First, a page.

Using Municipal Bond ETFs To Avoid Tax Hikes

by on March 5, 2013 | ETFs Mentioned:

Nothing rings more true than Ben Franklin’s famous quote, “In this world nothing is certain but death and taxes.” Looking past the morbid side of that statement, higher taxes are almost certainly coming in the next few years, regardless of who is in office, as local counties, states and the federal government all look to fill their dwindling coffers [see How To Take Profits And Cut Losses When Trading ETFs].

This year’s past “Fiscal Cliff” battle highlighted the budget struggles facing the nation. The country faces a debt dilemma and ultimately many Americans will be paying more in taxes in the years ahead based on the agreement reached to prevent the automatic spending cuts. However, those Americans in the top three tax brackets will be feeling the brunt of the cliff’s resolution.

Wealthier Americans will jump on their family income taxes and some will pay an Municipal Bondsadditional percentage on certain levels of investment income. Likewise, many filers will see their personal exemption and itemized deductions limited, and a variety of other measures in the fiscal cliff deal and in President Obama’s health care reform law will also raise taxes. Finally, tax hikes don’t just stop at the federal level, states such as New York and California will start generating revenues from new taxes on those earning $300,000 or more this year [see High-Tax Bracket ETF Portfolio].

The good news for investors is that there is a partial solution to all of this – municipal bonds.

As one of the best ways investors have to fight taxes, municipal bonds should be a serious portfolio contender. The bonds’ main appeal is the tax-free income. Munis are exempt from federal taxes as well as state tax in the state of issuance. By contrast, Treasuries are only free from state and local taxes. Generally, investors in the top three tax brackets will do better in municipal bonds rather than buying a similar treasury issue and paying the tax. Luckily, the boom in ETF issuance has made adding a swath of munis quite easy.

iShares S&P National AMT-Free Muni Bond (MUB, A)

With roughly $3.7 billion in assets, the iShares S&P National AMT-Free Muni Bond (MUB) is the behemoth in the sector. The fund tracks the S&P National Alternative Minimum Tax Municipal Bond Index, which is a measure of the investment grade segment of the U.S. municipal bond market. The ETF holds approximately 2300 different IOUs from a variety of states with California and New York leading the way. Credit quality is good–as it tracks just investment grade debt–and the average weighted maturity is just less than six years.

The ETF has a distribution yield of 2.58%, which equals 3.96% for someone in the 35% tax bracket. That can provide some nice income for an investor looking to escape some of their tax burdens. Expenses run at 0.25% [see 101 High Yield ETFs For Every Dividend Investor].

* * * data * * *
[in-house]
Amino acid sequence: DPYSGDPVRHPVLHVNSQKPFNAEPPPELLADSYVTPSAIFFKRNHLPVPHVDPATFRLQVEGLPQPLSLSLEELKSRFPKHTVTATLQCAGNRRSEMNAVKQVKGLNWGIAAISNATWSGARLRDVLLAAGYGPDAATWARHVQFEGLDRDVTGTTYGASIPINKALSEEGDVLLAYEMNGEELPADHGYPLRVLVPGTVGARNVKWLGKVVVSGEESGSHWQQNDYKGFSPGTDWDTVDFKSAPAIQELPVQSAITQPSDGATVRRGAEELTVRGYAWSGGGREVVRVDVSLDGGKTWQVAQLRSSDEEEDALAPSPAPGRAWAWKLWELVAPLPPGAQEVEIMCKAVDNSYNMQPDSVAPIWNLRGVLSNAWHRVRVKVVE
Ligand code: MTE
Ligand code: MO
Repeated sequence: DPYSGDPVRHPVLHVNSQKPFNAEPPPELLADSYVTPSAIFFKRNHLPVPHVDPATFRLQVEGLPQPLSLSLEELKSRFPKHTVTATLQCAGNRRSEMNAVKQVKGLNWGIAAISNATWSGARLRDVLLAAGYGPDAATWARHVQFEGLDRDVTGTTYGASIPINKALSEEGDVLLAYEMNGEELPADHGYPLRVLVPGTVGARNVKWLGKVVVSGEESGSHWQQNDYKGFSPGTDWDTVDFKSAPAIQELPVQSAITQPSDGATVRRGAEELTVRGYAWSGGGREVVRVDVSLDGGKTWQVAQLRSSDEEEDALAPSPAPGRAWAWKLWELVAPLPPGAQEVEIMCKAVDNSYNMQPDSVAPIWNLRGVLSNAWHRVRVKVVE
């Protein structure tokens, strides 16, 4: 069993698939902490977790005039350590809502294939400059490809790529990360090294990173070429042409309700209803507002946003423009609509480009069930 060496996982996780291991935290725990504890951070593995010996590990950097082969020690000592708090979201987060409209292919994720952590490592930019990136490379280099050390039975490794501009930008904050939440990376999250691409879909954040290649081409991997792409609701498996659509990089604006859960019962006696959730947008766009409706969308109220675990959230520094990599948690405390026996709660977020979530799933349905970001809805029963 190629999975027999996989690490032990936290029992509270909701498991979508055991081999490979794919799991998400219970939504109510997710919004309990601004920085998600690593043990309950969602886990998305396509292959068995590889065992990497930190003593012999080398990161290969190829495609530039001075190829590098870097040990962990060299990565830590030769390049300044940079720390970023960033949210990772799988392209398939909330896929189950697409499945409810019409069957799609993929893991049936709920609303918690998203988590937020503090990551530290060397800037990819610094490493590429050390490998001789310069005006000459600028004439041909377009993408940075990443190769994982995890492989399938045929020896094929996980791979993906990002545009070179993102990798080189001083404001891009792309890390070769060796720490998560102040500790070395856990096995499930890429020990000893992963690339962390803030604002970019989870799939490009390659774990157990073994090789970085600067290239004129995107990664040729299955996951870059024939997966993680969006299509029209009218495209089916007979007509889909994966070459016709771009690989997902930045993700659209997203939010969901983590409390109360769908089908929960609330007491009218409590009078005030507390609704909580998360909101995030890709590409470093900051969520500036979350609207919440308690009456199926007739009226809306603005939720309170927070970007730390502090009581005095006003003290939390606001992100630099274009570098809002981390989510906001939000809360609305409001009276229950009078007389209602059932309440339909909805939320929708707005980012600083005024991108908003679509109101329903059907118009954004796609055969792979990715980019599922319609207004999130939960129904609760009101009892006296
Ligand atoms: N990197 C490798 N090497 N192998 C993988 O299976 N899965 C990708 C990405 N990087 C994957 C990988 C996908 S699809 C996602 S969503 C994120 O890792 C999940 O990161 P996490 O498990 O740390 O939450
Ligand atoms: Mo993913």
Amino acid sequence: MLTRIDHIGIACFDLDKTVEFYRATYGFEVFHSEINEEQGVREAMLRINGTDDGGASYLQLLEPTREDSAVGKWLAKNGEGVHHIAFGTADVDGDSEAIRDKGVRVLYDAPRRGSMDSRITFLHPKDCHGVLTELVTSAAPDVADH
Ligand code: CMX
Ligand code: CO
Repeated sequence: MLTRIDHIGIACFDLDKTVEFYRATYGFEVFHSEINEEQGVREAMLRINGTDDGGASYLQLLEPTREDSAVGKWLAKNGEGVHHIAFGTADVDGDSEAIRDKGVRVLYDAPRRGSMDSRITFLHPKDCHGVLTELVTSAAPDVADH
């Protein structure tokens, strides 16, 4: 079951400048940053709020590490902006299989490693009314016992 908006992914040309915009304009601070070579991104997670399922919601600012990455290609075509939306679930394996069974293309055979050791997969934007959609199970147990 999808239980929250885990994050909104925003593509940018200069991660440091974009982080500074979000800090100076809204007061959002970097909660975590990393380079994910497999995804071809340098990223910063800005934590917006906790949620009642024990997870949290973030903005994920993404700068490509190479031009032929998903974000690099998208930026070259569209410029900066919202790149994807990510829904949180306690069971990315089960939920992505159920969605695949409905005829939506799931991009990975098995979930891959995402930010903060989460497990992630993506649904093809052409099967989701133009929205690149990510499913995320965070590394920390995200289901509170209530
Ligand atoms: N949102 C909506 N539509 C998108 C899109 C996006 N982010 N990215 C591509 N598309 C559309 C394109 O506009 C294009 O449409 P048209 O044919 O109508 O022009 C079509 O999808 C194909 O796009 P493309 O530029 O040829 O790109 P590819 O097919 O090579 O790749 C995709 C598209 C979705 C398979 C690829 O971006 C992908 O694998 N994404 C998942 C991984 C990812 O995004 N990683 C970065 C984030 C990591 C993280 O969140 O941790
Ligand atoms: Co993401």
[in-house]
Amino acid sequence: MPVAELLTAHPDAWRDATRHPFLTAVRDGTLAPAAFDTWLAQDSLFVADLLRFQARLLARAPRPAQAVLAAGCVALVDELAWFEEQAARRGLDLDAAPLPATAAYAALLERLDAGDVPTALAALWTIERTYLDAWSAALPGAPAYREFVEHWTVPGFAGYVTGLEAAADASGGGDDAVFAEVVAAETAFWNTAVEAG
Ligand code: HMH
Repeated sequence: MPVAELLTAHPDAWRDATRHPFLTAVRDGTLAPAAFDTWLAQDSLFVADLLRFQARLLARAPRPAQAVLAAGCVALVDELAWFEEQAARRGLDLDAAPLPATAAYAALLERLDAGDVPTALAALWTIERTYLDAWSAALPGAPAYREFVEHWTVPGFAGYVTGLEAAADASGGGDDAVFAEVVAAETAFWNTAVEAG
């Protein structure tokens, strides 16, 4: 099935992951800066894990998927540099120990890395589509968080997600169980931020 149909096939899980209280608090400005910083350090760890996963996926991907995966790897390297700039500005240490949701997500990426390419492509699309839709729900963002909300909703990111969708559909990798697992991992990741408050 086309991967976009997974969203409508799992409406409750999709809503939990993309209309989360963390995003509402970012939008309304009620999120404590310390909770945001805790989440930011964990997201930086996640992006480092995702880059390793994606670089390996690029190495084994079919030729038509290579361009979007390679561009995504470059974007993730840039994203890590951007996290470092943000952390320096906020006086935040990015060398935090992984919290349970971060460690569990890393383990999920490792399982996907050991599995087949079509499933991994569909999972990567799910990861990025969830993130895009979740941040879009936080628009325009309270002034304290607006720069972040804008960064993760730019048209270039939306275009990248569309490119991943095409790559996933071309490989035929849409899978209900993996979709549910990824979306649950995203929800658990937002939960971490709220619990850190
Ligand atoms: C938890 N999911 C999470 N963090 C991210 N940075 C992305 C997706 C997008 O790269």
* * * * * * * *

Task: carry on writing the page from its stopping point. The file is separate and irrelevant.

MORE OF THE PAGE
SPDR Nuveen Barclays Capital S/T Muni Bond (SHM, A+)

Rising interest rates can wreak havoc on munis, just as easily as all other bonds. Given the fact that the Federal Reserve will eventually have to raise interest rates, playing the short end of the spectrum could be a prudent move. The SPDR Barclays Capital Short Term Muni (SHM) is the most active fund in this area.

The ETF tracks Barclays Managed Money Municipal Short Term Index, which follows investment grade bonds with maturities of one to five years. The fund currently has 383 different munis and an average maturity of three years. SHM’s yield leaves a little to be desired at 0.44%–or 0.67% for someone in the 35% tax bracket–but that yield should rise faster than MUB when the Fed finally raises rates. Expenses run a cheap 0.20%.

The iShares S&P AMT-Free Municipal Series

For investors who want the flexibility of owning individual bonds at a certain maturity date, plus the diversification benefits from owning a portfolio of muni bonds, iShares’ Municipal series is for you. Unlike, the previous two ETFs on this list, the funds in this series will not “roll-over” their bonds once they mature. Instead, when the fund hits its target date, investors will be paid cash for the value of the underlying bonds. Think of these as buy-and-hold ETFs. As such, trading volumes are pretty low [Download 101 ETF Lessons Every Financial Advisor Should Learn].

For example, the iShares 2016 S&P AMT-Free Municipal Series ETF (MUAE) will cease to exist in 2016, while the iShares 2013 S&P AMT-Free Municipal Series (MUAB) will close at the end of this year. Investors can use these products to hone in certain maturity levels, save for future expenses or reduce other funds’ average weighted maturities. Expenses for the funds in the series run 0.30%.

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Disclosure: No positions at time of writing.